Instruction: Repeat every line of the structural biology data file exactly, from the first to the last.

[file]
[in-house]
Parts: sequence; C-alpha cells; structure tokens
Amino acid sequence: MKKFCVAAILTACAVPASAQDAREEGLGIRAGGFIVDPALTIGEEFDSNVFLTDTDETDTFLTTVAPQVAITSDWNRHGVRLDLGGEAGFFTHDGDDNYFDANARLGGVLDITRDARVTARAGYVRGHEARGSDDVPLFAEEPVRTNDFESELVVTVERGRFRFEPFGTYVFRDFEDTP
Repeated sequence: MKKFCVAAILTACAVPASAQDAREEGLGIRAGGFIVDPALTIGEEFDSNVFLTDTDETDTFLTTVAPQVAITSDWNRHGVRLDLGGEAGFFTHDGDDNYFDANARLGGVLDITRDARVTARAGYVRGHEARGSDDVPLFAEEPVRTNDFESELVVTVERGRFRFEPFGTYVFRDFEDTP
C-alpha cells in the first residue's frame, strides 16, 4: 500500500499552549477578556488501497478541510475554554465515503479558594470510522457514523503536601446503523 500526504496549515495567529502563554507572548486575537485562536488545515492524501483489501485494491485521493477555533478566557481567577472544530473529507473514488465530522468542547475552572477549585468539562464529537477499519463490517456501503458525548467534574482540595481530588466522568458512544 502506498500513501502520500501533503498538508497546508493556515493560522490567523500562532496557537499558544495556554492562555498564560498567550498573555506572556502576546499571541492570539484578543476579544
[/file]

[in-house]
Parts: sequence; C-alpha cells; structure tokens
Amino acid sequence: MKKFCVAAILTACAVPASAQDAREEGLGIRAGGFIVDPALTIGEEFDSNVFLTDTDETDTFLTTVAPQVAITSDWNRHGVRLDLGGEAGFFTHDGDDNYFDANARLGGVLDITRDARVTARAGYVRGHEARGSDDVPLFAEEPVRTNDFESELVVTVERGRFRFEPFGTYVFRDFEDTP
Repeated sequence: MKKFCVAAILTACAVPASAQDAREEGLGIRAGGFIVDPALTIGEEFDSNVFLTDTDETDTFLTTVAPQVAITSDWNRHGVRLDLGGEAGFFTHDGDDNYFDANARLGGVLDITRDARVTARAGYVRGHEARGSDDVPLFAEEPVRTNDFESELVVTVERGRFRFEPFGTYVFRDFEDTP
C-alpha cells in the first residue's frame, strides 16, 4: 500500500499552549477578556488501497478541510475554554465515503479558594470510522457514523503536601446503523 500526504496549515495567529502563554507572548486575537485562536488545515492524501483489501485494491485521493477555533478566557481567577472544530473529507473514488465530522468542547475552572477549585468539562464529537477499519463490517456501503458525548467534574482540595481530588466522568458512544 502506498500513501502520500501533503498538508497546508493556515493560522490567523500562532496557537499558544495556554492562555498564560498567550498573555506572556502576546499571541492570539484578543476579544